cockroached head

Freya Sharp as Taylor, alone in the world except for . . . radio


Theatre 63

Old Joint Stock Theatre


FORMED in February 2016, Theatre 63 is a small company of new graduates from Birmingham School of Acting (BSA)  and ‘Cockroached’  is their debut production. 

So what might you expect from a play, with such an unusual title, created by a group of new graduates?  Well we can assure you that we certainly weren’t expecting to be greeted by a delicious array of cupcakes before the performance!  Thanks go immediately to ASM and cupcake chief James Norton.

Written and co-directed by William Proudler with fellow co director Ruby Etches, this production, like the cupcakes, was a delightful surprise. We were taken aback by the professionalism, skill and maturity displayed in every aspect of this exciting and dramatic piece.

The script is superbly written by Proudler, with a well-balanced dialogue that is powerful, thought provoking, humorous and at times unnerving. The storyline set in a post-apocalyptic broken world, kept us riveted from interesting start to unexpected finish.

Taylor, on this occasion played by  Freya Sharp, is alone and isolated, trying to survive against the threat of the ‘things outside the door’  with only a plastic crow for company, three tins of canned fruit and a dwindling supply of water. That is until she finds Radio (Alexander George).  Radio was exactly that – a fully functioning radio on stage - and George was the dominating voice at the end of it. Their conversation, which begins as casual chatter (from Taylor) and indifference (from Radio), moves on through threatening suggestions, humour, personal insults, sexual suggestion and in the final moments results in a dramatic, unexpected climax.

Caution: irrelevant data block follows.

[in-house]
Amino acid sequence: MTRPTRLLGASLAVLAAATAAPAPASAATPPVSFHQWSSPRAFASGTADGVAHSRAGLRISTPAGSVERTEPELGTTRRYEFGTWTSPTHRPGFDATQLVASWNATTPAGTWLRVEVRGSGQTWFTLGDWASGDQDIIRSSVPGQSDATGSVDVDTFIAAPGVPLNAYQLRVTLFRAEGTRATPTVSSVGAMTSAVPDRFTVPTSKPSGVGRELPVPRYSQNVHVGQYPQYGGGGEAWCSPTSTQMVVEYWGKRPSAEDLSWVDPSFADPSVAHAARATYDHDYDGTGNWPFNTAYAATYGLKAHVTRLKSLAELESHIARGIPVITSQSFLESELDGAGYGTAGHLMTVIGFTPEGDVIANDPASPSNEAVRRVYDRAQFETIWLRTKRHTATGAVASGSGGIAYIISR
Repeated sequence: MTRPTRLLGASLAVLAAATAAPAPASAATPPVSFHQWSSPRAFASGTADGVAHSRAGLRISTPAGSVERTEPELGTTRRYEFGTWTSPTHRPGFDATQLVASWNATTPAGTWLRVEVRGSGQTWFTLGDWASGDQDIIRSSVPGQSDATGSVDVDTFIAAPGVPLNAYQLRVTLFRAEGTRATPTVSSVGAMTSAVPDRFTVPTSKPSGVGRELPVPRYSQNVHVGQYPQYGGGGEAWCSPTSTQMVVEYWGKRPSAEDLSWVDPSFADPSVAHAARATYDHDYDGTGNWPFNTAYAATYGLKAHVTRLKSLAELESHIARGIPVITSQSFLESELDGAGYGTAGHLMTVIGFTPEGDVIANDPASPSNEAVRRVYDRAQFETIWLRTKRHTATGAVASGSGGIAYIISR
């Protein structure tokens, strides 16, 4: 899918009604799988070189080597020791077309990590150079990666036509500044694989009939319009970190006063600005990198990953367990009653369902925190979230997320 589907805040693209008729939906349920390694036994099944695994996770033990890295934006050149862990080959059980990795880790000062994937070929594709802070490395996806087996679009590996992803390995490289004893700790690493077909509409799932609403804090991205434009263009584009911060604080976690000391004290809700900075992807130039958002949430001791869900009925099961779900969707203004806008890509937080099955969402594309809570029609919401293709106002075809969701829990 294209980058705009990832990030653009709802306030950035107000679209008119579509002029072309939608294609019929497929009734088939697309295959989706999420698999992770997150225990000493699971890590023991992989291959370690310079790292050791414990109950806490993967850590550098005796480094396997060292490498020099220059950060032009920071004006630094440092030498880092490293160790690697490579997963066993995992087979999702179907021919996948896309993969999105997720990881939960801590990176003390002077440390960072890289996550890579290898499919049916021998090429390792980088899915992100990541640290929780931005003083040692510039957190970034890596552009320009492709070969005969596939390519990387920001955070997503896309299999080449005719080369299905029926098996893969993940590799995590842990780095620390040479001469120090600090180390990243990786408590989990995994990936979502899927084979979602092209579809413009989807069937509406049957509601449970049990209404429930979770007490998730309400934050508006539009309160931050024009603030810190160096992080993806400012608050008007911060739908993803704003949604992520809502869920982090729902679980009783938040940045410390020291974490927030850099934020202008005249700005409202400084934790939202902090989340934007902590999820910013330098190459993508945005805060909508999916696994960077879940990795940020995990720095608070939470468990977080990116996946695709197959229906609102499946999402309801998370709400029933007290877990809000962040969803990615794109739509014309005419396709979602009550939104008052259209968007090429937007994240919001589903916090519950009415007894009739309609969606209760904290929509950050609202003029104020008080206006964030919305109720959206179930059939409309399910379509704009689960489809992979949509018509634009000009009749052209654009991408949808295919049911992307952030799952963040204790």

Sharp was compelling in her delivery. She proved to be extremely talented actor and gave us the full gamut of her performing skills, not only acting but singing, dancing and even playing the ukulele! A mature, confident, versatile performance full of expression. George expertly created the unseen, dark, oppressive yet sometimes sensitive character of Radio, no mean feat when relying on voice alone. The use of a radio was a novel and interesting choice and certainly added another dimension to their performance, with both actors successfully mastering the timing and technological difficulties that this media must have presented.

Haunting music, which never detracted from the action, complimented by good lighting and a well designed set added to the atmosphere perfectly. The characters’ dialogue was poignantly interspersed with ‘old’ songs played over the radio such as Can't Help Falling in Love and Runaround Sue a reminder that ‘all the digital stuff had disappeared’ and only vinyl survived.  As the author explains it is a play ‘about connections or lack thereof.  It explores how we predispose ourselves to connecting to people we can’t see, online and on our phones’.

The production, which was written to be non gender specific, was played over two nights with Sharp and George swapping roles for each performance. We left wishing we’d had the opportunity to see both nights as we would have liked to see how the two actors compared and contrasted in each of the roles.

Fully self funded this highly talented group of creatives have excelled themselves. It is heart-warming to think that the future of theatre is safe in their hands. If their debut production is anything to go by, they have a very bright future in front of them. They are taking ‘Cockroached’ to the Edinburgh Fringe next year and are presently looking for more venues in which to stage it.

Check their website and follow them on facebook and twitter for notifications of future performances.

Rosemary Manjunath and Elizabeth Smith



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